FDA Wants all Blood Donations Screened for Zika

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Currently, it is conducting Zika tests in five southeastern states and will expand testing to four additional states in the south central and southwestern USA over the next two weeks, the organization said in a statement.

Friday's advisory means all USA states and territories should begin testing blood donations for Zika. It's the first documented case of a person with no symptoms sexually transmitting the virus to a partner who had not traveled to an area of active Zika circulation.

Procleix, the zika screening test from Hologics and a partner company, has been used by the American Red Cross to screen blood for HIV and hepatitis B and C for many years, Hologic spokeswoman Suzanne Clancy said. Eleven southern and western states must begin testing as soon as feasible, but no later than four weeks (Sept. 23).

The FDA previously advised screening only in areas with active Zika transmission, like parts of Florida and throughout Puerto Rico.

In Puerto Rico, where Zika arrived in December 2015, health officials have been systematically tracking cases of Guillain-Barre syndrome following reports in other countries showing an increase in cases related to Zika.

CBC is deferring potential donors for 28 days who have traveled to Florida's Miami-Dade County and Palm Beach County, as well as the Caribbean, Mexico and Central or South America. Diagnostic tests can not easily discern Zika from related infections, but health officials suspect almost all of the flavivirus infections seen were related to Zika because that is the predominant flavivirus now circulating in Puerto Rico. Roche Molecular Systems' Cobas Zika test became available in April, and Hologic Inc.'s Procleix test was put to use for Zika screening in June. The cost of adding Zika testing to the blood screening process is less than $10, according to officials at South Texas Blood and Tissue Center. More than 40 cases of mosquito-transmitted infection have been reported in South Florida.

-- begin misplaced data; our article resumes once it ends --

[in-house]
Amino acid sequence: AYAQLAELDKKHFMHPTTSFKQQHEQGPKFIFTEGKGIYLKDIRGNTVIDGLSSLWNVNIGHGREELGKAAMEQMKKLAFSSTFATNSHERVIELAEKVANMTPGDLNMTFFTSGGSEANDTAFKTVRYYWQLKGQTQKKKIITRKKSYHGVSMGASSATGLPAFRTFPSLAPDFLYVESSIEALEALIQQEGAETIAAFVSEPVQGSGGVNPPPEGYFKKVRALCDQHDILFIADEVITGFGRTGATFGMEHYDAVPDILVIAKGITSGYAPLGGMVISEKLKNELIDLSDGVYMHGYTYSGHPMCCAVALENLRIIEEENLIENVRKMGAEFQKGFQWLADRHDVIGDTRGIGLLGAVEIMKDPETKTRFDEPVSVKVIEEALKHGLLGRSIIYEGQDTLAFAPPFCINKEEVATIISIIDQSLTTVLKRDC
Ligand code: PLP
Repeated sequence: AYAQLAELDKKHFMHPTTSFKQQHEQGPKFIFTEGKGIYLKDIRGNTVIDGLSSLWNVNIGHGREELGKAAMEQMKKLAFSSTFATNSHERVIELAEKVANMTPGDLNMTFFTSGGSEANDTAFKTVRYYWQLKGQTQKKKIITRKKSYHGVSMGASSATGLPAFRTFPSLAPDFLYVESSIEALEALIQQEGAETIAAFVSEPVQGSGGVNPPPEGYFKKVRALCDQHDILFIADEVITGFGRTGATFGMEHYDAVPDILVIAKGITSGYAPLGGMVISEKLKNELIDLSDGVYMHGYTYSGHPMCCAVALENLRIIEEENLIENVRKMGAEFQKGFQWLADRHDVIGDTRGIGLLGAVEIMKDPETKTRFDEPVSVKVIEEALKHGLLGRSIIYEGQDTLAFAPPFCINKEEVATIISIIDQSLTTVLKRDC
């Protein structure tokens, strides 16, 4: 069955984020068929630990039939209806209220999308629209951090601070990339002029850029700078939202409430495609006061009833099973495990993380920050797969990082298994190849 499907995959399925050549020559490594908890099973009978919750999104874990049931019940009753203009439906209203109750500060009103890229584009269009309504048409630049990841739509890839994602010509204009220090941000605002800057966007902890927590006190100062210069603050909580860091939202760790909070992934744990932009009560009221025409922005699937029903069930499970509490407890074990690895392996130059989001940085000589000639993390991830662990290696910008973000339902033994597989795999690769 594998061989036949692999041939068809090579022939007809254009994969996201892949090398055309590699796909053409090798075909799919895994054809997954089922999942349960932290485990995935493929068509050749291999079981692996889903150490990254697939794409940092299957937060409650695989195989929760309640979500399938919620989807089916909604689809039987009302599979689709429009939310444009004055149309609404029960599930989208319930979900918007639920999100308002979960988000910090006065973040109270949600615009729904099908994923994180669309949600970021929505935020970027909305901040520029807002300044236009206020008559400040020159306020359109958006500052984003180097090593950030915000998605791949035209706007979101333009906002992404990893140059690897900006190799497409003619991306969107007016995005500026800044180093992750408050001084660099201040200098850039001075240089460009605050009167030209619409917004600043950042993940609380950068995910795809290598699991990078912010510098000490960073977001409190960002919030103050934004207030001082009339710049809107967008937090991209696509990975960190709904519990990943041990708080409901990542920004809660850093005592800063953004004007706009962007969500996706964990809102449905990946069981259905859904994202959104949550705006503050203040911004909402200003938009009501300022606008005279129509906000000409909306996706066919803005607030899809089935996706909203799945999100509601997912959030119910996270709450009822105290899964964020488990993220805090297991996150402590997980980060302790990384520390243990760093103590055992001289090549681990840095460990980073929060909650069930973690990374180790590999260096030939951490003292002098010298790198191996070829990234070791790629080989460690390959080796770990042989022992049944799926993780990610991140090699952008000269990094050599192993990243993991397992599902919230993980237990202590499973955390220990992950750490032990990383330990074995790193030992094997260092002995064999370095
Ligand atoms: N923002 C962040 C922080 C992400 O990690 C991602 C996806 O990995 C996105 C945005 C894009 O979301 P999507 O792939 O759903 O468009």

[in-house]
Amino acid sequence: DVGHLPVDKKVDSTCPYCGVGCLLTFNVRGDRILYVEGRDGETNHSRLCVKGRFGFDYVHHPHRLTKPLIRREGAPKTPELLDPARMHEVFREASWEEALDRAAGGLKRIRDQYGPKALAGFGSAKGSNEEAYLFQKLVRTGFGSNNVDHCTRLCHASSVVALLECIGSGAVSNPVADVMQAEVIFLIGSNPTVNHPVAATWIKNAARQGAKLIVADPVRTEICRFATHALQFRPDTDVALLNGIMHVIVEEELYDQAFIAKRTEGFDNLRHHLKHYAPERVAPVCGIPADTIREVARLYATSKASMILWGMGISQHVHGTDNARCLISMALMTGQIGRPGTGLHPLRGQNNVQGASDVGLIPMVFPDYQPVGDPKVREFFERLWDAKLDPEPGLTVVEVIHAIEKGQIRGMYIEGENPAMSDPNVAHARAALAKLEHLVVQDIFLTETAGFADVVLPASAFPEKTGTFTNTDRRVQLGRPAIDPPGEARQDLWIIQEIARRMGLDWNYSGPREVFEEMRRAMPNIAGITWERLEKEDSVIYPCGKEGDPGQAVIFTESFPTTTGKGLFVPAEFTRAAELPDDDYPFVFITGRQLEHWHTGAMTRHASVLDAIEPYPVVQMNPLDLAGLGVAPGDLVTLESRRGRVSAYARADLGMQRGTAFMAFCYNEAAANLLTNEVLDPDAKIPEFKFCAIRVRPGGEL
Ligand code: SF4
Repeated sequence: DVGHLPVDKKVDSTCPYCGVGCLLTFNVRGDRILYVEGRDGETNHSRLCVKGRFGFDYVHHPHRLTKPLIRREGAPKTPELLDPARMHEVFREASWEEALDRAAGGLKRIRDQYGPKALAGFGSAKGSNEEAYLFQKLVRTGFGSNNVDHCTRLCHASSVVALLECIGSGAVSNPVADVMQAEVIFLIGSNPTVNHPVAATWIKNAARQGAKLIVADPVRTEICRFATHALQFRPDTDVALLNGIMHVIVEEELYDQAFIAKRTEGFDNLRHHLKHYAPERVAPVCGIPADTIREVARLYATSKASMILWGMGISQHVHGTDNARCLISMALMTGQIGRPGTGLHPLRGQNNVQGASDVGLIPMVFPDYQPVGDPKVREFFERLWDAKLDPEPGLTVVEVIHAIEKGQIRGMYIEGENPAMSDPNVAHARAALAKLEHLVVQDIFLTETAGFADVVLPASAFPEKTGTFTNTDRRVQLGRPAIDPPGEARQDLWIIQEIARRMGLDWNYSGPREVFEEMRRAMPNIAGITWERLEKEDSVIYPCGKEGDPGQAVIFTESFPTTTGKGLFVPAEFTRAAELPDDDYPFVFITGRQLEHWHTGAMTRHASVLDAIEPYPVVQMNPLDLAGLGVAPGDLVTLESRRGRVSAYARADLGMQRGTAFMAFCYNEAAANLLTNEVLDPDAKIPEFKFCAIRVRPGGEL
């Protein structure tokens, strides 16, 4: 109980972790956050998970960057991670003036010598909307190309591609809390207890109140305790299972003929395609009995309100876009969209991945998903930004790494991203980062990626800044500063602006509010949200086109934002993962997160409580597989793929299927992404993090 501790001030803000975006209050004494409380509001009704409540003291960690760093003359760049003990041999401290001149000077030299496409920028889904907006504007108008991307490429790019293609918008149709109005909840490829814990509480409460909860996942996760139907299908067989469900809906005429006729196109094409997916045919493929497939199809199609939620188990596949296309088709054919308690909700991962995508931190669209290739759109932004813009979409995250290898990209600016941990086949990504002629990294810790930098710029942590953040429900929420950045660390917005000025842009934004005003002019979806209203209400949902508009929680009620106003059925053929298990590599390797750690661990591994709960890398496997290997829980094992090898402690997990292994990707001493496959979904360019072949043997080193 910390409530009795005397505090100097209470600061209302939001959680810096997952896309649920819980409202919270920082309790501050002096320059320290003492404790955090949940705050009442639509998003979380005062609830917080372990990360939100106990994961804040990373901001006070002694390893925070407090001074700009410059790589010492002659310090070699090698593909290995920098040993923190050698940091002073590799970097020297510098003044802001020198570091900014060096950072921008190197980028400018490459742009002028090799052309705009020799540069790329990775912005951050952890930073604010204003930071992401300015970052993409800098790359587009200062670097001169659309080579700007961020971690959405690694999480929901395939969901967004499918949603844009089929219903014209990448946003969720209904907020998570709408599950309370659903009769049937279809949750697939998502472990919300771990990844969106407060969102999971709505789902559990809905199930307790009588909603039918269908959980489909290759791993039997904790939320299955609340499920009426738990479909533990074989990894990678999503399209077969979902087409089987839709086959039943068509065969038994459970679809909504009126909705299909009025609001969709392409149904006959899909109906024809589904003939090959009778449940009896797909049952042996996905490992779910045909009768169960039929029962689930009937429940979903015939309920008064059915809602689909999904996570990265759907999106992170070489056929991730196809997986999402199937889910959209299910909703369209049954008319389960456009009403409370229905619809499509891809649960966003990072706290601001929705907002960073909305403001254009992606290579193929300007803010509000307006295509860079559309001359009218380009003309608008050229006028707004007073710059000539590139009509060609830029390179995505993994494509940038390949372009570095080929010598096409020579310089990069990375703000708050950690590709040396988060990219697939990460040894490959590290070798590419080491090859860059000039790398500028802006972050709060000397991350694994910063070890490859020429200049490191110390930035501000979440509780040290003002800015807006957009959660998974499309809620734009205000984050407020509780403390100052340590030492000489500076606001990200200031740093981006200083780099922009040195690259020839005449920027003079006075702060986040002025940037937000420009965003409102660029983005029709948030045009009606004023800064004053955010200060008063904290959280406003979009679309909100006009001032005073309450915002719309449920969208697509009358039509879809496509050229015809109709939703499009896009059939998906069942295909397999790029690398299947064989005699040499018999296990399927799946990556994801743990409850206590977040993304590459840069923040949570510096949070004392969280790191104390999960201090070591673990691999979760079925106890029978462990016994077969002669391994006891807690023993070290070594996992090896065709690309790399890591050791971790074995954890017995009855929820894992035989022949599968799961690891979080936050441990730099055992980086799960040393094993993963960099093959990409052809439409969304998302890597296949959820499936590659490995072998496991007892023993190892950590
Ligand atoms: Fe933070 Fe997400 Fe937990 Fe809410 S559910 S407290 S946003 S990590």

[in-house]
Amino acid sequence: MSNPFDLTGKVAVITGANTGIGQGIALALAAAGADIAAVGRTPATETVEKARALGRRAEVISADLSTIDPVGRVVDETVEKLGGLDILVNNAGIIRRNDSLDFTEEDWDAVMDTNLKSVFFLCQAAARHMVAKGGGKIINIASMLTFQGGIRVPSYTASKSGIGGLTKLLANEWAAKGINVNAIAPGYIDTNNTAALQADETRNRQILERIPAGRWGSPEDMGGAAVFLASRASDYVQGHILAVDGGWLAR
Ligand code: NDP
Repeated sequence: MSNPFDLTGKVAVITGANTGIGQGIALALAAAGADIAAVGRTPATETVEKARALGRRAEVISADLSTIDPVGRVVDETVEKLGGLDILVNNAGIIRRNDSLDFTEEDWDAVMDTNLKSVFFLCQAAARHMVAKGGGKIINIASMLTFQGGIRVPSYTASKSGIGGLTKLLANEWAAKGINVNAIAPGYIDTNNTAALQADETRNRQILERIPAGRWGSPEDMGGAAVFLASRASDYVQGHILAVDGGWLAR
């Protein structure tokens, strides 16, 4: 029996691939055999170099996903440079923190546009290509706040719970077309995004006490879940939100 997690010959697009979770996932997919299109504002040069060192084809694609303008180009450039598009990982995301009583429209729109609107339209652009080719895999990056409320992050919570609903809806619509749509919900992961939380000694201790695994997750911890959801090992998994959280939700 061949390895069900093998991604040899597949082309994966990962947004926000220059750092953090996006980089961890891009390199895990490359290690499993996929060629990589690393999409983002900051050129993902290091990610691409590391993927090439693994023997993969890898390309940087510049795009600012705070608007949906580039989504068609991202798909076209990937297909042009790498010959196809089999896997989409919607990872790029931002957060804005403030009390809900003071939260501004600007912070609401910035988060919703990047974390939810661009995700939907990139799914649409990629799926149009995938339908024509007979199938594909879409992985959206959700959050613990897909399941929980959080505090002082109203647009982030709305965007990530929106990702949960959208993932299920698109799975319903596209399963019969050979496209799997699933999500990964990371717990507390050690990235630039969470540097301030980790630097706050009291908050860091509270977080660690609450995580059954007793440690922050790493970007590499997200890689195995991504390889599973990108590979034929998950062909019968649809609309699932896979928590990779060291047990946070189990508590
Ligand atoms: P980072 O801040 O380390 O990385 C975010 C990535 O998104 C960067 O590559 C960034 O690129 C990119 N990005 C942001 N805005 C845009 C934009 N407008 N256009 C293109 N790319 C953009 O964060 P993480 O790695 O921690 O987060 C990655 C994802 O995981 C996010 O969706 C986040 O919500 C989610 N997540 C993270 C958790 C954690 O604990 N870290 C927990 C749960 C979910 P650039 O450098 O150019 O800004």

FDA works with other federal agencies to set standards for screening, testing and handling blood donations.

The new recommendation applies "across the board to anyone collecting blood", explained Dr. Peter Marks, director of the FDA's Center for Biologics Evaluation and Research.

"We must implement widespread universal screening now to prevent any further contamination of the blood supply before it occurs and to pre-empt a widespread shortfall in the blood supply", stated Reps.

The mosquito-borne Zika virus has triggered an epidemic of birth defects that leave newborns with abnormally small heads and underdeveloped brains.

According to the Centers for Disease Control and Prevention, more than 2,500 cases of Zika have been reported in US states and D.C., and more than 9,000 have been reported in USA territories.